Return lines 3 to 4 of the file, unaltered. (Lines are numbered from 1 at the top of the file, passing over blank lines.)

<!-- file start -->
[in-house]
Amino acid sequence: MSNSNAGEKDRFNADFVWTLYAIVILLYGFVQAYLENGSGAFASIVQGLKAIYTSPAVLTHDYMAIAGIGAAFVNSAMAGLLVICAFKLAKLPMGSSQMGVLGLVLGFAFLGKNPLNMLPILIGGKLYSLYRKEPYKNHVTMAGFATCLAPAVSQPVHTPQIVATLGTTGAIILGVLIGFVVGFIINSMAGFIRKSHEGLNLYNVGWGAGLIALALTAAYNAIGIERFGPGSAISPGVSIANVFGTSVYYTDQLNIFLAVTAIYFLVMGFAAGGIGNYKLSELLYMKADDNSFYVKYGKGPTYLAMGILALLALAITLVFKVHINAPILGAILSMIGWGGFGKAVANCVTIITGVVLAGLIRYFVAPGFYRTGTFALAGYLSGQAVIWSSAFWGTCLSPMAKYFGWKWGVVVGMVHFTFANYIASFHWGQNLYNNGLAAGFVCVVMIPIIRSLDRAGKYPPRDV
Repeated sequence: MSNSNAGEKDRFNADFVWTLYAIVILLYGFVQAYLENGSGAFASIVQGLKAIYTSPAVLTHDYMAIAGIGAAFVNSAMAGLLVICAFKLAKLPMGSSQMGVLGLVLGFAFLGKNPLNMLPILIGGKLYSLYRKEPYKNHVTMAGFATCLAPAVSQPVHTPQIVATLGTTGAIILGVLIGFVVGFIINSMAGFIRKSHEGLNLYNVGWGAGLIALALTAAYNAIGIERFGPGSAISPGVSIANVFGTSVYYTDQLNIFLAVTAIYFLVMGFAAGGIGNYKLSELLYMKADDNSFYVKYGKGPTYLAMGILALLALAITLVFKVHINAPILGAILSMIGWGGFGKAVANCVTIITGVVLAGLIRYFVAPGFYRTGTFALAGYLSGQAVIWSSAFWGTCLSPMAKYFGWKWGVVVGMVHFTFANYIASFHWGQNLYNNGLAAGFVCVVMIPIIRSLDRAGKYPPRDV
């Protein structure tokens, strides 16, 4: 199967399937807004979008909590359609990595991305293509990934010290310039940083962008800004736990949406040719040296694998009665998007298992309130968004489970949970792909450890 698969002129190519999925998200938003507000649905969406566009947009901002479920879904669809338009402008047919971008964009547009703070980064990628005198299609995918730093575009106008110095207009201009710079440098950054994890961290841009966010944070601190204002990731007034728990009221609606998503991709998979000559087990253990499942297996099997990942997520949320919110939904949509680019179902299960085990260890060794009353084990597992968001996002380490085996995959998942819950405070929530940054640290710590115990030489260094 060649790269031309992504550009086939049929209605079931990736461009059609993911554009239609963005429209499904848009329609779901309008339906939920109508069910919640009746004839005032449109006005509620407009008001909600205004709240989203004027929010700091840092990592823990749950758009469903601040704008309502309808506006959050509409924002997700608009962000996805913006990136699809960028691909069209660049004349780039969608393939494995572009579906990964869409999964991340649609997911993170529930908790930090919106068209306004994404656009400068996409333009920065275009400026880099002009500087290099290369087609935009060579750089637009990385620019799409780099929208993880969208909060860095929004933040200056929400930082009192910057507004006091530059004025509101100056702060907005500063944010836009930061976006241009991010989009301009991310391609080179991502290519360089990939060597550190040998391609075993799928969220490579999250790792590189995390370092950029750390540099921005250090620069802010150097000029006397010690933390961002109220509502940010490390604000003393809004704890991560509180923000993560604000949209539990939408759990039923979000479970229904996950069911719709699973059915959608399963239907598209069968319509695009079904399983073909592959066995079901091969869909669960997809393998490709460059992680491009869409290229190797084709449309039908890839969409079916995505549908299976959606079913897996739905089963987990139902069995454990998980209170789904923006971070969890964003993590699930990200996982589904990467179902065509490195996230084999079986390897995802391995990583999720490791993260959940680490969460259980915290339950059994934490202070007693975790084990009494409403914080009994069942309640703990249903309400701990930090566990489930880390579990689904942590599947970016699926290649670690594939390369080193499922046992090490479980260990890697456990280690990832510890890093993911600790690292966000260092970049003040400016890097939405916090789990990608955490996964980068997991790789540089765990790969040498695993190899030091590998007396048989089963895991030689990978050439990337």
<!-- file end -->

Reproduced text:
Repeated sequence: MSNSNAGEKDRFNADFVWTLYAIVILLYGFVQAYLENGSGAFASIVQGLKAIYTSPAVLTHDYMAIAGIGAAFVNSAMAGLLVICAFKLAKLPMGSSQMGVLGLVLGFAFLGKNPLNMLPILIGGKLYSLYRKEPYKNHVTMAGFATCLAPAVSQPVHTPQIVATLGTTGAIILGVLIGFVVGFIINSMAGFIRKSHEGLNLYNVGWGAGLIALALTAAYNAIGIERFGPGSAISPGVSIANVFGTSVYYTDQLNIFLAVTAIYFLVMGFAAGGIGNYKLSELLYMKADDNSFYVKYGKGPTYLAMGILALLALAITLVFKVHINAPILGAILSMIGWGGFGKAVANCVTIITGVVLAGLIRYFVAPGFYRTGTFALAGYLSGQAVIWSSAFWGTCLSPMAKYFGWKWGVVVGMVHFTFANYIASFHWGQNLYNNGLAAGFVCVVMIPIIRSLDRAGKYPPRDV
């Protein structure tokens, strides 16, 4: 199967399937807004979008909590359609990595991305293509990934010290310039940083962008800004736990949406040719040296694998009665998007298992309130968004489970949970792909450890 698969002129190519999925998200938003507000649905969406566009947009901002479920879904669809338009402008047919971008964009547009703070980064990628005198299609995918730093575009106008110095207009201009710079440098950054994890961290841009966010944070601190204002990731007034728990009221609606998503991709998979000559087990253990499942297996099997990942997520949320919110939904949509680019179902299960085990260890060794009353084990597992968001996002380490085996995959998942819950405070929530940054640290710590115990030489260094 060649790269031309992504550009086939049929209605079931990736461009059609993911554009239609963005429209499904848009329609779901309008339906939920109508069910919640009746004839005032449109006005509620407009008001909600205004709240989203004027929010700091840092990592823990749950758009469903601040704008309502309808506006959050509409924002997700608009962000996805913006990136699809960028691909069209660049004349780039969608393939494995572009579906990964869409999964991340649609997911993170529930908790930090919106068209306004994404656009400068996409333009920065275009400026880099002009500087290099290369087609935009060579750089637009990385620019799409780099929208993880969208909060860095929004933040200056929400930082009192910057507004006091530059004025509101100056702060907005500063944010836009930061976006241009991010989009301009991310391609080179991502290519360089990939060597550190040998391609075993799928969220490579999250790792590189995390370092950029750390540099921005250090620069802010150097000029006397010690933390961002109220509502940010490390604000003393809004704890991560509180923000993560604000949209539990939408759990039923979000479970229904996950069911719709699973059915959608399963239907598209069968319509695009079904399983073909592959066995079901091969869909669960997809393998490709460059992680491009869409290229190797084709449309039908890839969409079916995505549908299976959606079913897996739905089963987990139902069995454990998980209170789904923006971070969890964003993590699930990200996982589904990467179902065509490195996230084999079986390897995802391995990583999720490791993260959940680490969460259980915290339950059994934490202070007693975790084990009494409403914080009994069942309640703990249903309400701990930090566990489930880390579990689904942590599947970016699926290649670690594939390369080193499922046992090490479980260990890697456990280690990832510890890093993911600790690292966000260092970049003040400016890097939405916090789990990608955490996964980068997991790789540089765990790969040498695993190899030091590998007396048989089963895991030689990978050439990337």